Spider-Man: Into the Spider-Verse

Spider-Man: Into the Spider-Verse
Spider-Man: Into the Spider-Verse
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When information began to appear a few years ago that Sony wanted to start milking the brand through animations in addition to its classic Spider-Man and its spin-offs, it did not cause much enthusiasm. Everyone somehow automatically expected a focus on children and a more or less useless sticker to the main series, which is simply created just to make money. However, the names of the producers and screenwriters raised hope. Although Phil Lord and Chris Miller did not succeed in the world of Star Wars, their Jump Street or the animated LEGO story and Cloudy, sometimes wheelbarrows showed that they have a hell of a lot of ideas. And after the animated Spidey, it’s evident that they’re nowhere near running out.

Spider-Man: Into the Spider-Verse: PHOTO GALLERY

The start of Parallel Worlds might come as a bit of a shock to people who are into Spider-Man, because Peter Parker clears the field pretty quickly here. The main character is Miles Morales, a teenager from Brooklyn who is hot as hell, but he doesn’t get along very well with his dad and he’s not happy about ending up in a school where he doesn’t know anyone. He has nothing to do with Spidey. He knows that it exists, that it’s cool and that it’s cool and nothing else.

Then, of course, Miles gets bitten by a radioactive spider and begins the classic story of how he learns to live with new abilities, responsibilities and fight crime and… not really. It’s not quite a classic story, because several worlds have merged due to a dangerous experiment, and several Spider-Man: Into the Spider-Verse are running around New York. More or less weird. So why would the town need Miles, an inexperienced kid, which is not completely built on a hero? Simply because this city is his. And that he is in danger that even his more experienced colleagues from alternate universes may not be able to cope with.

So Spider-Man without Parker, without Aunt May and with new heroes? Yeah, but you definitely don’t have to worry about it. Miles Morales is not nearly as well-known here as his colleague, but he is a nice guy, so you start rooting for him very quickly, and the creators also count on the fact that they have to introduce him to the audience, so it comes to an honest origin and after about twenty minutes you will have everything clearly And you can start enjoying the comics ride, which is probably much better and more interesting than you ever expected. Parallel Worlds is not an anime for kids.

They will also enjoy it, but above all it is a self-confident and modernly told comic story, in which both action and humor work, as well as dramatic scenes and emotions. Narratively, it is an excellent piece of craft that can easily keep up with the best that has been created in the genre.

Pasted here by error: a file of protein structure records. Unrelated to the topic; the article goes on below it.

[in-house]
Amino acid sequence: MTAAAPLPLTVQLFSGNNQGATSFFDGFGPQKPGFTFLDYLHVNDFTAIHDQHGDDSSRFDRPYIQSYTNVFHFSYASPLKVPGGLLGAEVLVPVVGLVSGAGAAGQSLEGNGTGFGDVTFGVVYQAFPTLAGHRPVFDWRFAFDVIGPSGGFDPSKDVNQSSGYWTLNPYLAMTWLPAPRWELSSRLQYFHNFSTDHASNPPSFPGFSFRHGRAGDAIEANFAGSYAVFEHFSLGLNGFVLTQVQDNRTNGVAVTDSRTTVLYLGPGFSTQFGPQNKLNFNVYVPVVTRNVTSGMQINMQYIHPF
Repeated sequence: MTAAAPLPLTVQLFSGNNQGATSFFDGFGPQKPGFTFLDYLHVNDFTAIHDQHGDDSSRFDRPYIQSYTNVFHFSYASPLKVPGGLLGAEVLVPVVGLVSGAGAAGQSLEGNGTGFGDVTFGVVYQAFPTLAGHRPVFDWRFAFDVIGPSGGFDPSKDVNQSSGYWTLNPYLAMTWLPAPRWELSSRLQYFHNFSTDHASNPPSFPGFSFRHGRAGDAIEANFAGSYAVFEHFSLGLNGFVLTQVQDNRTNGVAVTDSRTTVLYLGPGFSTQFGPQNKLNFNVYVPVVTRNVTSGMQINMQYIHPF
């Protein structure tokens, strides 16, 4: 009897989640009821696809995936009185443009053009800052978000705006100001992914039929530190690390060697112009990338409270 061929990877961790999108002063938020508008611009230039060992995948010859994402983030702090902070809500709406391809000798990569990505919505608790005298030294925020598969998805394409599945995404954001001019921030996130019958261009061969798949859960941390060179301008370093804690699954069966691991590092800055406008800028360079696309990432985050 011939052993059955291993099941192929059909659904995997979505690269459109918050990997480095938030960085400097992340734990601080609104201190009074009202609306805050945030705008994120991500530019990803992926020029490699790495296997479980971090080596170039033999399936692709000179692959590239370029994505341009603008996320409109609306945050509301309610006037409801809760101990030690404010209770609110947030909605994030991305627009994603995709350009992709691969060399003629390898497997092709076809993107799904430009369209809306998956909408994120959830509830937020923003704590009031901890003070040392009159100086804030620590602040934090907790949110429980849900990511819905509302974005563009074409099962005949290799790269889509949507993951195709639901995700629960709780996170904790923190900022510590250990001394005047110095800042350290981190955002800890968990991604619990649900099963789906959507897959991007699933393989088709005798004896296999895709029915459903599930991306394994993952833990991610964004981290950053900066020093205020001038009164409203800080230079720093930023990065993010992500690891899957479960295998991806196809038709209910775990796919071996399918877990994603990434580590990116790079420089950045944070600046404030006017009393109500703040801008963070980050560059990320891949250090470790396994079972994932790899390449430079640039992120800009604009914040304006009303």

In addition, the creators are not afraid to go their own way and do not necessarily need to refer or be based on the live Spider-Man: Into the Spider-Verse, all the references and winks are mainly there to make the fans happy. However, I never felt that Parallel Worlds needed to emphasize that the hero we know from Homecoming or the Sam Raimi films is running rampant in them.

There are new and unsung villains (usually ones that would seem a little out of place in live form), all six Spider-Heroes are interesting enough to keep you entertained for two hours, even if some of them only get a little space and the fact, the fact that we are in an anime gives the creators the opportunity to do things that would probably not work in the live version due to their overburnedness. And it’s not just about the approach to the story.

Spider-Man: Parallel Worlds uses its comic character to the maximum in how it looks. It is a fast and often aggressive spectacle, which several older people in the hall could not breathe and left the cinema after a few minutes. But I’m not going to mess around, I’m not surprised at them, towards the end I thought to myself that maybe it could slow down a little, because there was simply too much. In its uncompromisingness and murderous pace, it reminds the animated Spidey LEGO story, but fortunately, it is not so annoyingly scattered. However, we do not end there.

The visual stylization itself, characters, environment, editing and individual shots could not possibly be more comic. I won’t exaggerate when I say that there has probably never been a more visually comic-like film, and I’m really happy that the creators used all the possibilities that the animated genre offers here to the maximum.

Play the trailerI don’t want to say that this is the best Spider-Man movie ever, but let’s just say that if someone says that to me, I’m not going to argue with them. With Parallel Worlds, Sony managed to find a new way to tell comic stories, and “this” Spider-Man is ultimately a self-confident superhero adventure, after which you probably won’t start muttering that it’s just another attempt to milk the famous brand. You’ll be looking forward to the sequel, because this approach to comics obviously has a lot to offer and can appeal in a different way than feature films. And it looks damn good.

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